One Hundred Great French Books: From the Middle Ages to the Present by Lance Donaldson-Evans

American Literature has such a variety of names from different backgrounds that a lot of the time it is hard for me to know what’s what and where the author was born just by seeing their name on a book.  I am also not that diligent about looking up that type of information.  Sometimes curiosity will get the better of me and I look it up, but often times, not.  One Hundred Great French Books was a real treat for me because I got a nice overview of French books, and I was pleasantly surprised by the number of authors I have heard of and even read, and even more pleased with the mini-lessons of French history that I received.

Donaldson-Evans masterfully sums up the main points of the books he discusses and also provides a brief biography of each author with highlights and turning points in their lives that were contributing factors in the books that they wrote.  I am so in awe of the information that he is able to distill in just two brief pages per work.  He never goes over  that amount.  It is amazing, and yet I learned so much.  The works selected run the gamut from detective novels and science fiction to the classic works of literature and philosophy.  Donaldson-Evans manages to find the juiciest bits about each person and book he writes about.  You can easily use this as a reference for a deeper understanding of works that you have already read or a brief overview of those you have yet to read.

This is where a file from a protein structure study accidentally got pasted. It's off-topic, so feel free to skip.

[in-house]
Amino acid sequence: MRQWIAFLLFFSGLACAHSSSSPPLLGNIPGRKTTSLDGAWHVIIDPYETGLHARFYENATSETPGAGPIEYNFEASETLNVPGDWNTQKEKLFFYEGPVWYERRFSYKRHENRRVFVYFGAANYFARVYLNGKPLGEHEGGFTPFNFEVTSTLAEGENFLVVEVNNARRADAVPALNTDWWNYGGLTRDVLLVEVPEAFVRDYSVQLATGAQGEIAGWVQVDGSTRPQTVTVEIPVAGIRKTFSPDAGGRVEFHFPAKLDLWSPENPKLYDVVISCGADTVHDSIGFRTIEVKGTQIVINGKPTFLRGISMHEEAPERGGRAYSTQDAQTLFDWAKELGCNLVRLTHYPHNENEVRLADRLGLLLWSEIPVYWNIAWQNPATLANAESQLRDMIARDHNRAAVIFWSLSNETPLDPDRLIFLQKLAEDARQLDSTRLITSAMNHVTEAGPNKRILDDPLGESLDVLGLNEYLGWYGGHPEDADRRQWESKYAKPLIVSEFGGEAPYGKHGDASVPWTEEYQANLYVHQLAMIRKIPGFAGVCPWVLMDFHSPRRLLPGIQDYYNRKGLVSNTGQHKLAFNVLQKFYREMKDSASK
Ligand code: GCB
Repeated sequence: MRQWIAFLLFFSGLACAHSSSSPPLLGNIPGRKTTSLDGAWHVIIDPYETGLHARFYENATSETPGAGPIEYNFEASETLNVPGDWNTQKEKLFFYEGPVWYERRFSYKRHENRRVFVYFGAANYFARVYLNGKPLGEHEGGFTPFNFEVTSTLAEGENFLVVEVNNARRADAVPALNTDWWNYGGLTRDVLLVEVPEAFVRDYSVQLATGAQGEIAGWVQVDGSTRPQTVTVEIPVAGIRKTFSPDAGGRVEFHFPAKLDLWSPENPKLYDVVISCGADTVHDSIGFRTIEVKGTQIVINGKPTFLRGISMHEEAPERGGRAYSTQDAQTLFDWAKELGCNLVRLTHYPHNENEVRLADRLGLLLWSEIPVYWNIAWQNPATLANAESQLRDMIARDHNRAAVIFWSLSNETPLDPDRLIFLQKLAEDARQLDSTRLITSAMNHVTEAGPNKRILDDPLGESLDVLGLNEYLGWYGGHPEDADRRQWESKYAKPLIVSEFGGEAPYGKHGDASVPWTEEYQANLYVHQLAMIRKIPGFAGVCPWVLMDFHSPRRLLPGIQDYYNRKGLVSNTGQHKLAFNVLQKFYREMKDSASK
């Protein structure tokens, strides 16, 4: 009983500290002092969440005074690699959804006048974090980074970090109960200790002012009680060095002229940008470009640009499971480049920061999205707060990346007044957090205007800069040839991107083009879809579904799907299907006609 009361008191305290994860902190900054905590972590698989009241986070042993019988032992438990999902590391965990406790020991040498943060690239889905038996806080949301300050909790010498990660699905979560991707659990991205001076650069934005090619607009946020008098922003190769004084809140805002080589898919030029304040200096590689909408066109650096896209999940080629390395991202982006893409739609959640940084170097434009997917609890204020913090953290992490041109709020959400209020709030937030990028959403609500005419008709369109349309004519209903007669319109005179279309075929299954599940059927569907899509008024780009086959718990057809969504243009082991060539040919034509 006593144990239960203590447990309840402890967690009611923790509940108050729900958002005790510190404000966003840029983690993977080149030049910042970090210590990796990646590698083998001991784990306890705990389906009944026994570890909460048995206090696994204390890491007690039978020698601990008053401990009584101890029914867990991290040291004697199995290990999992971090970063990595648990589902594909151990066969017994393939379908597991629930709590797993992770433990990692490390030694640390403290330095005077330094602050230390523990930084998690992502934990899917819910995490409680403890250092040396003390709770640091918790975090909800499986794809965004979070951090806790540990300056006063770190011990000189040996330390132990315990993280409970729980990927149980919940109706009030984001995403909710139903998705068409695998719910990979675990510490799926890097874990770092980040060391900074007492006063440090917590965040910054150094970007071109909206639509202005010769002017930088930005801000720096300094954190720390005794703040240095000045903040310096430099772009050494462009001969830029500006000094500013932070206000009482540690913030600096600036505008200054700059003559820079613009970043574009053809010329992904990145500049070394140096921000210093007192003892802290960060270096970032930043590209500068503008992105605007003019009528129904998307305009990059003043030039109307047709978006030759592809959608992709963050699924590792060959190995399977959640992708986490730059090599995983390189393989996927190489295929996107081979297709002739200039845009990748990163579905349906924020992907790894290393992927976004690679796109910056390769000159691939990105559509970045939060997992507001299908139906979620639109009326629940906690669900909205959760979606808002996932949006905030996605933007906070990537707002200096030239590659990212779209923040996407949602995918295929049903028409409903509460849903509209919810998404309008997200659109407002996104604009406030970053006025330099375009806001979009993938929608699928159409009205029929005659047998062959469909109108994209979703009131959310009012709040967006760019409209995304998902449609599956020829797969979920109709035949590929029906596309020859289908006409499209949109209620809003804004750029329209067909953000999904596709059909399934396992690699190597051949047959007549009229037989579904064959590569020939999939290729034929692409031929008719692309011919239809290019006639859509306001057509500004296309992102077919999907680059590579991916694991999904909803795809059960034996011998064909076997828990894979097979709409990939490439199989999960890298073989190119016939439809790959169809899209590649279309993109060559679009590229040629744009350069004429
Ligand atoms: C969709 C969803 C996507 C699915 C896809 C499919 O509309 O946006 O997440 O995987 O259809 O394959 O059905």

I enjoyed learning more about Jules Vernes, Simone de Beauvoir, Rene Descarte, Samuel Beckett, Albert Camus, Jean-Paul Sartre and Maryse Conde – to name a few.  If you are at all interested in French history and literature this book is sure to delight.

Highly recommended.

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